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Introducing Writing with a Computer

See also the draft version Same Title (Logo Working Paper)

WRITING BEFORE THE INTIMATE STUDY
Miriam didn’t write much before she was six, in any standard sense of composition. There were, however, two kinds of activities in which she engaged that can be seen as the precursors of the stories and letters she wrote later. One was a kindergarten activity where the teacher or one of her helpers asked a child to tell the story of a picture the child had drawn. She then wrote the story on a piece of paper and attached it to the picture. My favorite of the genre:

It’s a sunny day in my picture.
People are sailing on the river.
A boy and a girl are happy together.

In the year preceding The Intimate Study, a large portion of Miriam’s drawings took the form of “presents” she made for others. A typical example of this second precursor is this: after drawing a picture of “football Fred” from Ed Emberley’s DRAWING BOOK OF FACES, Miriam prepared it as a gift for her playmate Brian. Miriam wrote at the side “football Fred” and at the top “To Brian/Love/Miriam”. (The “/” indicates a new line.) Miriam spoke of such drawings as presents many times. One formal element of these notes reflects that character. Each typically bore a “tag” with conjoined salutation and closing.

WRITING STORIES

The central idea of the writing experiences in The Intimate Study was to segregate the content and structure of writing by use of a computer language interface. The strategy embodied in the idea of a computer language interface is to pre-establish the structure of a piece of text and to form the content of the text from the writer’s direct expression; the final end, to be hoped for if not achieved, is that the writer in reading and re-reading her own composition will first perceive the structure vaguely as an envelope surrounding her content and later as a specific form into which she can cast her content for its effective communication.

Effective natural learning requires that material to be learned relate simply to the learner’s past, personal experiences. I was fortunate in being able to present Miriam as a generalized story structure a specific joke-script by which she had recently victimized me:

Miriam: Would you like to hear a short story ?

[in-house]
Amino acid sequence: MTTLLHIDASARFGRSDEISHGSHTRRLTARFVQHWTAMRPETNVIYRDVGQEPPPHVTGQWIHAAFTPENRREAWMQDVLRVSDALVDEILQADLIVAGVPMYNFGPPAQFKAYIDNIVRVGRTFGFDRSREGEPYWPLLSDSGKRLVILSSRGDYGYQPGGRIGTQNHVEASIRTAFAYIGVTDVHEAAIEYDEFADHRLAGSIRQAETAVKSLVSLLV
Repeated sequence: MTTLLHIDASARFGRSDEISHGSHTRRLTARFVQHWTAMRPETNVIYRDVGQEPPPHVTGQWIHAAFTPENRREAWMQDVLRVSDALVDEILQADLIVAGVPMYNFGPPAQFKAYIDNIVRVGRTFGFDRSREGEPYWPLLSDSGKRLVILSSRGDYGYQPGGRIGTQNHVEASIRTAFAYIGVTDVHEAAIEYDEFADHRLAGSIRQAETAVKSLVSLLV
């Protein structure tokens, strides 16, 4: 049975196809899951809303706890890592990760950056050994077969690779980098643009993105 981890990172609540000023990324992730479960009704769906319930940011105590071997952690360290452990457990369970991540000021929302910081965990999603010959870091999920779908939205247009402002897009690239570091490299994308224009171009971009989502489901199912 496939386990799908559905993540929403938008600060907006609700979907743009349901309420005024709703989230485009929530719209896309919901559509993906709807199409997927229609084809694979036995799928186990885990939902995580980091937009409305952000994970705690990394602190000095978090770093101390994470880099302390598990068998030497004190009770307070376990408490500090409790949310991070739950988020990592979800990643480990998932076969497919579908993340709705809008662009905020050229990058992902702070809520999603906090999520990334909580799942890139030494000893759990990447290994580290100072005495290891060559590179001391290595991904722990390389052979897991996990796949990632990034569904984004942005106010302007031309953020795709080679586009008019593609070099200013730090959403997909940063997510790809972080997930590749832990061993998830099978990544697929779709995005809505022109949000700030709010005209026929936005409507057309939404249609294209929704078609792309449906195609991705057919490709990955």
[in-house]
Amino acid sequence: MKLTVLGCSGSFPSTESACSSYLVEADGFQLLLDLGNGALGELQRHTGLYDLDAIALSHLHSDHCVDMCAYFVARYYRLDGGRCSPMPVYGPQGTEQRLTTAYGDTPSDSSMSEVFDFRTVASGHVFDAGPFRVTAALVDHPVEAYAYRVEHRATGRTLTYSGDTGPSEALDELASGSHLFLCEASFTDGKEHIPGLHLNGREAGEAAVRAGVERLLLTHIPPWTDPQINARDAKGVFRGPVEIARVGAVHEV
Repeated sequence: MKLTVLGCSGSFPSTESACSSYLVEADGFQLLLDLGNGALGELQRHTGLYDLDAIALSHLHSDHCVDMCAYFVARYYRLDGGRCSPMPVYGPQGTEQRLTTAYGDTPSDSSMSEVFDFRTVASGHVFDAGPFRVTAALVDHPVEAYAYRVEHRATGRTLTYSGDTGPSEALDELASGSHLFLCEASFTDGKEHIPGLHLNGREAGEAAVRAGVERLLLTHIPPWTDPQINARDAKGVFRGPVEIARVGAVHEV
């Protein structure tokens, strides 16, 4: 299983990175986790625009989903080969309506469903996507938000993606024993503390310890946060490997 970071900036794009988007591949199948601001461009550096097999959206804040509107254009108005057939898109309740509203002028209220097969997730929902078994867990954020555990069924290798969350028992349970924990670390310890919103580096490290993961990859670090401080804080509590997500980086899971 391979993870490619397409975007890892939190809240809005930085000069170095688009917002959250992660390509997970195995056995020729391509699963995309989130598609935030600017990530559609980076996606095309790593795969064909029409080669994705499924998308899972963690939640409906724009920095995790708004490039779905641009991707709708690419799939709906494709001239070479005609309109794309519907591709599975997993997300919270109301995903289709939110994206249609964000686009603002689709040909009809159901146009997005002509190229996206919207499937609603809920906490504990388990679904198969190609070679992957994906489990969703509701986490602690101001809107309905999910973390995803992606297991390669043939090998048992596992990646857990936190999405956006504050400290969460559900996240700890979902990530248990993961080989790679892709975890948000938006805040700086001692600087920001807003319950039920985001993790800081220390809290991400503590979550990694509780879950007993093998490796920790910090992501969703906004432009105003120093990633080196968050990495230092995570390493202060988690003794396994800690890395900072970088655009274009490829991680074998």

Bob: Sure.
Miriam: Once upon a time, the end. That’s a SHORT story.

Through the WRITER interface, Miriam encountered a story template whose first line was “Once upon a time,” and whose last was “The end.” In between these two lines, Miriam was able to interpolate any story lines she might wish. The WRITER interface generated a procedure whose execution would display on the video terminal the text of the story (after which it could be simply copied to a printer). When I introduced the WRITER interface, Miriam objected of the template story “That’s not any nice story !” Agreeing with her, I was able to argue that we had a beginning and an end, all we had to do was write the middle part.

Miriam confronted two major difficulties: choosing what to write; and ignorance of spelling. The content of Miriam’s early stories is idiosyncratic @foot:

P STORY
ONCE UPON A TIME
P WAS TIRED OF FOLLOWING Q.
HE STARTED AT THE BEGINNING OF THE ALPHABET.
PABCDEFGHIJKLMNOQRSTUVWXYZ.
THE END.

My prejudices would have judged this P STORY as uninteresting to a child. But it did engage Miriam, as is witnessed by her later claim of authorship when she showed the text to Robby and he said it was nice. In the first month of our study, she made several minor variants of this story.

I found Miriam’s elaborations of “P STORY” sterile and boring and intervened in major ways to alter her writing. First I removed the spelling burden by taking on the role of amanuensis and put the composition task in an oral context by introducing a variation of WRITER as a special tool for writing out the text of songs. While Miriam recited her favorite kindergarten song (“Little Rabbit Foofoo/Hopping through the forest/Scooping up the field mice/ And bopping them on the head,/…”), I keyed the text and produced printed output which Miriam copied and shared with her kindergarten classmates the following day. In the next writing session, I followed Miriam’s lead. She composed orally – and I keyed at her dictation – a version of the Goldilocks story as a play-script for her kindergarten classmates. (Miriam’s script proved of limited use (the other actresses couldn’t read), but the next day in kindergarten and subsequently when a friend came to play at Logo, the children dutifully carried their copies about as they were “supposed to.”)